Still I wonder whether Glen Hansard — solo man/solo artist — can sustain. But I also believe that given the right accompaniment — whether that is a lover, an orchestra, a group of back-up singers, a hit Broadway spinoff, or even the Band — the Glen Hansard cohort will continue to reverberate — musically and emotionally.
And if it all works out, you might just see me or hear from me . . . We can do anything. . . Where your heart is strong.
Concert review and set list: Ingrid Michaelson had us in the ‘Palm of [Her] Hand’ at the Pageant, Monday, July 16
It’s not fair to compare two musicians merely because they both happen to be female singer-songwriters and both happen to wear big, dark glasses and both seem riddled with angst and both have odd four-part names (Fiona Apple McAfee Maggart / Ingrid Ellen Egbert Michaelson); and it’s definitely not fair to compare them simply because they played in succession in the same town (Saturday then Monday).
So let me not go on and on, on a long tangent about how I unfairly expected any female singer-songwriter act that followed the mind-blowing Fiona Apple show a few days prior to pale in comparison — no matter how much I love the latter performer’s albums; and please let’s don’t even address how I unfairly presumed that though similar, Ingrid Michaelson or any other lady singer couldn’t compete with her “extraordinary machine” predecessor. Because it would not just be unfair, but also it would be wrong.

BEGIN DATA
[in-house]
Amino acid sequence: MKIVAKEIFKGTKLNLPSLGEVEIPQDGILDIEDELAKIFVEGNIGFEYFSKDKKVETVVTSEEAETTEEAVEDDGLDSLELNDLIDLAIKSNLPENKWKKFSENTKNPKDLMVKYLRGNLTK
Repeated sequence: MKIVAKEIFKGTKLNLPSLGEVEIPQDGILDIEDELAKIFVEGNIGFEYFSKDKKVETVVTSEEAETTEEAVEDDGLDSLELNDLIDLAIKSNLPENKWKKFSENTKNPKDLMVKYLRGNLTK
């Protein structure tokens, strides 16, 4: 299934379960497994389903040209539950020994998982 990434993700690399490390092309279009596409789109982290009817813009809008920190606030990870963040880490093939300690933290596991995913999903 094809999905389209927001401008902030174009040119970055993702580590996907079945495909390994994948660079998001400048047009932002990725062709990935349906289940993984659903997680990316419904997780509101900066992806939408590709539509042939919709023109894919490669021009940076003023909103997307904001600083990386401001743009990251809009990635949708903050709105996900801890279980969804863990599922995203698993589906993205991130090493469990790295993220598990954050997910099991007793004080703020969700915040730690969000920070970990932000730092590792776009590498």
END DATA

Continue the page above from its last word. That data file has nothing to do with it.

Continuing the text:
Ingrid Michaelson is no lesser-than, no follow-up, no Monday-night-at-the-Pageant to Fiona’s Saturday-night-at-the-Peabody (well, that last one is true, but only in a very factual sense). Perhaps she’s no “extraordinary machine,” but she’s also no “Shadowboxer”; and Ingrid is most definitely not a mere “ghost / haunting these walls” of all who played before her. On the contrary: Ingrid Michaelson proved at the Pageant last night that her feet have indeed found “the solid ground” and her “tongue has finally [FOUND] its sound.”
But just for kicks, since we’ve already dipped our toe into the comparison pond, I can’t help but wonder what if Fiona Apple did not slip into semi-consciousness when she performed, and did not leave her eyes unfocused, blind to the surrounding stimuli, and did not retreat into hibernation only to emerge once a decade? Instead, what if she left on those big, severe glasses, faced the world and all of its disappointment and heartbreak with clear sight, then called her girlfriends, had a good cry, and just started singing?
And when I wonder something like that, I can’t help but think that she would be something like Ingrid Michaelson — still phenomenally talented and possessing the same remarkable ability to capture one’s attention and emotion, and, yet…
Forgive me, Ingrid, for even briefly entertaining this exercise in dialectics, because as I said, on a very fundamental level, it’s not fair and it’s not right. But forgive me, too, because the comparisons are just too uncanny and I can’t let go of that belief that this exploration will lead to some interesting nugget of truth! As you shrieked last night, dear Ingrid: “Who wears glasses here? MY PEOPLE! I must live here with you and ‘not see’ as God intended!” Indeed — what if we all lived with our glasses ON?
I don’t have the answer to that question. But here’s what I do know about Ingrid Michaelson: she’s got a powerful, beautiful voice. She can work a crowd as good as any Vegas headliner with her silly anecdotes and impromptu sing-alongs and dramatic arm flair. And she’s pretty freaking normal.